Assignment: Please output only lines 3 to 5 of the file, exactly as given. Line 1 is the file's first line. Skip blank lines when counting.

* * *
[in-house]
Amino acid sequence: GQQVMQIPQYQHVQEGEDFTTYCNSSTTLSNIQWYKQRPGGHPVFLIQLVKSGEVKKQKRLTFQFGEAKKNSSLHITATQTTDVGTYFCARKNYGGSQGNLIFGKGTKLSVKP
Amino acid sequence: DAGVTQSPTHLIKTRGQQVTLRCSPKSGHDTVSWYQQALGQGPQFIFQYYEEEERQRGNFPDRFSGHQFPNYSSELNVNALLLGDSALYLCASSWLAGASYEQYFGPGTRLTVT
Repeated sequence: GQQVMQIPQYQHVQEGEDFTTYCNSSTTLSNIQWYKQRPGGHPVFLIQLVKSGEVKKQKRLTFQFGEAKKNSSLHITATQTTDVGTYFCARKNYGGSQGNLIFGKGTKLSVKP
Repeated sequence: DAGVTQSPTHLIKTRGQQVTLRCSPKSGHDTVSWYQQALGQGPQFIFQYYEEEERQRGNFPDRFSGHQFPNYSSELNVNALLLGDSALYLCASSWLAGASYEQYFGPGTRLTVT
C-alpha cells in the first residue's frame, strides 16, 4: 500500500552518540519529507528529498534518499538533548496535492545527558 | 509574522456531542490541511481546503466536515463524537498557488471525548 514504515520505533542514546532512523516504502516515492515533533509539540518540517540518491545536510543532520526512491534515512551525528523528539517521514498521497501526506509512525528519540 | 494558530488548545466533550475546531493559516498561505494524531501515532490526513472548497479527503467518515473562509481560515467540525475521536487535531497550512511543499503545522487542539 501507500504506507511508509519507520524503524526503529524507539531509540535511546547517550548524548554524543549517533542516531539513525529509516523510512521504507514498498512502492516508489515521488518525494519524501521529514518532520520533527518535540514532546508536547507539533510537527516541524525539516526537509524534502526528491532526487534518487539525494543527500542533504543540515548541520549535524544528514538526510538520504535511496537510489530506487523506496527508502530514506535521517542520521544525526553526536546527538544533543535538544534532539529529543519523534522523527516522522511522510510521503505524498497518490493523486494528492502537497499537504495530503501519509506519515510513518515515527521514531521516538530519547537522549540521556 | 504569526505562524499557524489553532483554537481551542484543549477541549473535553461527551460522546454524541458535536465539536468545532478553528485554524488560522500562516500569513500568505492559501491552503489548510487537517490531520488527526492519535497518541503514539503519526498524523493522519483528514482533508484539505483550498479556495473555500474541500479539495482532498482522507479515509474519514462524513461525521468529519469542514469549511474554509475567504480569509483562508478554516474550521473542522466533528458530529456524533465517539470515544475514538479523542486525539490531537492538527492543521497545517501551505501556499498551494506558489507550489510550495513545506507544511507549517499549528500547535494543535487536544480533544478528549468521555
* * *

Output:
Amino acid sequence: DAGVTQSPTHLIKTRGQQVTLRCSPKSGHDTVSWYQQALGQGPQFIFQYYEEEERQRGNFPDRFSGHQFPNYSSELNVNALLLGDSALYLCASSWLAGASYEQYFGPGTRLTVT
Repeated sequence: GQQVMQIPQYQHVQEGEDFTTYCNSSTTLSNIQWYKQRPGGHPVFLIQLVKSGEVKKQKRLTFQFGEAKKNSSLHITATQTTDVGTYFCARKNYGGSQGNLIFGKGTKLSVKP
Repeated sequence: DAGVTQSPTHLIKTRGQQVTLRCSPKSGHDTVSWYQQALGQGPQFIFQYYEEEERQRGNFPDRFSGHQFPNYSSELNVNALLLGDSALYLCASSWLAGASYEQYFGPGTRLTVT